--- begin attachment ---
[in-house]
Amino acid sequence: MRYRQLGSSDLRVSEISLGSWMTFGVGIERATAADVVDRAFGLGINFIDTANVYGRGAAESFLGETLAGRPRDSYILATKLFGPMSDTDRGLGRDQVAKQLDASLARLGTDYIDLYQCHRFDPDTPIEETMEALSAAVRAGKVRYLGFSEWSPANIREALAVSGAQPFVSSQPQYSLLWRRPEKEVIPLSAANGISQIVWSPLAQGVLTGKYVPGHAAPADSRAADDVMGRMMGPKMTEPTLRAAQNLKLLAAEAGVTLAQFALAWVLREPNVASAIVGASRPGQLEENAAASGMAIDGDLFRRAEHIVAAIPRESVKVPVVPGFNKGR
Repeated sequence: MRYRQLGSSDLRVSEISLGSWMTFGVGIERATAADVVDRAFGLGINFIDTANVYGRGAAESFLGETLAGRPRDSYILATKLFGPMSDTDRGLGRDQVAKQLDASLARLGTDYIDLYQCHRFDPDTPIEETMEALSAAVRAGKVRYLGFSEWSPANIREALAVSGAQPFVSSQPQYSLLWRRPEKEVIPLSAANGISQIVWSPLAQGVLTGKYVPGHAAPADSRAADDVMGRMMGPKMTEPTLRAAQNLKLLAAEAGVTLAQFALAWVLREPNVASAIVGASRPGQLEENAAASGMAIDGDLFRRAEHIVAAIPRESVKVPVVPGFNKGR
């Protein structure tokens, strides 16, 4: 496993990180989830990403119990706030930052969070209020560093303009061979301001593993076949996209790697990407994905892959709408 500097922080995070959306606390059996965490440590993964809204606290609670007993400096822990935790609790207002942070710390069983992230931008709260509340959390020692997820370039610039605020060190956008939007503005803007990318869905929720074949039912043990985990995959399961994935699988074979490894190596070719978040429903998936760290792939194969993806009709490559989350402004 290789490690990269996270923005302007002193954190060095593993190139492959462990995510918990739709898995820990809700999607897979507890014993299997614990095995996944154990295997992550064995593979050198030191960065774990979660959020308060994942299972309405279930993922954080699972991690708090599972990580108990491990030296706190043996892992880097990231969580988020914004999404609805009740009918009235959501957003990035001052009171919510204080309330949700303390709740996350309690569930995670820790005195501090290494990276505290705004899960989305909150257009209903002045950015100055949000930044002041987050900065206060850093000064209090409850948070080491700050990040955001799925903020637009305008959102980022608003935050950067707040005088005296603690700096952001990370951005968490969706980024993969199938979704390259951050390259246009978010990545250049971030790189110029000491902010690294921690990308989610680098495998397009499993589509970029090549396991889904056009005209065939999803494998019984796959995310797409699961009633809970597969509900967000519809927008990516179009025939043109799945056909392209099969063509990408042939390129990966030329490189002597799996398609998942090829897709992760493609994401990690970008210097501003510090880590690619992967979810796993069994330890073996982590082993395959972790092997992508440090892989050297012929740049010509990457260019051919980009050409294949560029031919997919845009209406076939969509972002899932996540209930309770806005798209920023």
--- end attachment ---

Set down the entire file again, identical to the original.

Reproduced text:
[in-house]
Amino acid sequence: MRYRQLGSSDLRVSEISLGSWMTFGVGIERATAADVVDRAFGLGINFIDTANVYGRGAAESFLGETLAGRPRDSYILATKLFGPMSDTDRGLGRDQVAKQLDASLARLGTDYIDLYQCHRFDPDTPIEETMEALSAAVRAGKVRYLGFSEWSPANIREALAVSGAQPFVSSQPQYSLLWRRPEKEVIPLSAANGISQIVWSPLAQGVLTGKYVPGHAAPADSRAADDVMGRMMGPKMTEPTLRAAQNLKLLAAEAGVTLAQFALAWVLREPNVASAIVGASRPGQLEENAAASGMAIDGDLFRRAEHIVAAIPRESVKVPVVPGFNKGR
Repeated sequence: MRYRQLGSSDLRVSEISLGSWMTFGVGIERATAADVVDRAFGLGINFIDTANVYGRGAAESFLGETLAGRPRDSYILATKLFGPMSDTDRGLGRDQVAKQLDASLARLGTDYIDLYQCHRFDPDTPIEETMEALSAAVRAGKVRYLGFSEWSPANIREALAVSGAQPFVSSQPQYSLLWRRPEKEVIPLSAANGISQIVWSPLAQGVLTGKYVPGHAAPADSRAADDVMGRMMGPKMTEPTLRAAQNLKLLAAEAGVTLAQFALAWVLREPNVASAIVGASRPGQLEENAAASGMAIDGDLFRRAEHIVAAIPRESVKVPVVPGFNKGR
């Protein structure tokens, strides 16, 4: 496993990180989830990403119990706030930052969070209020560093303009061979301001593993076949996209790697990407994905892959709408 500097922080995070959306606390059996965490440590993964809204606290609670007993400096822990935790609790207002942070710390069983992230931008709260509340959390020692997820370039610039605020060190956008939007503005803007990318869905929720074949039912043990985990995959399961994935699988074979490894190596070719978040429903998936760290792939194969993806009709490559989350402004 290789490690990269996270923005302007002193954190060095593993190139492959462990995510918990739709898995820990809700999607897979507890014993299997614990095995996944154990295997992550064995593979050198030191960065774990979660959020308060994942299972309405279930993922954080699972991690708090599972990580108990491990030296706190043996892992880097990231969580988020914004999404609805009740009918009235959501957003990035001052009171919510204080309330949700303390709740996350309690569930995670820790005195501090290494990276505290705004899960989305909150257009209903002045950015100055949000930044002041987050900065206060850093000064209090409850948070080491700050990040955001799925903020637009305008959102980022608003935050950067707040005088005296603690700096952001990370951005968490969706980024993969199938979704390259951050390259246009978010990545250049971030790189110029000491902010690294921690990308989610680098495998397009499993589509970029090549396991889904056009005209065939999803494998019984796959995310797409699961009633809970597969509900967000519809927008990516179009025939043109799945056909392209099969063509990408042939390129990966030329490189002597799996398609998942090829897709992760493609994401990690970008210097501003510090880590690619992967979810796993069994330890073996982590082993395959972790092997992508440090892989050297012929740049010509990457260019051919980009050409294949560029031919997919845009209406076939969509972002899932996540209930309770806005798209920023």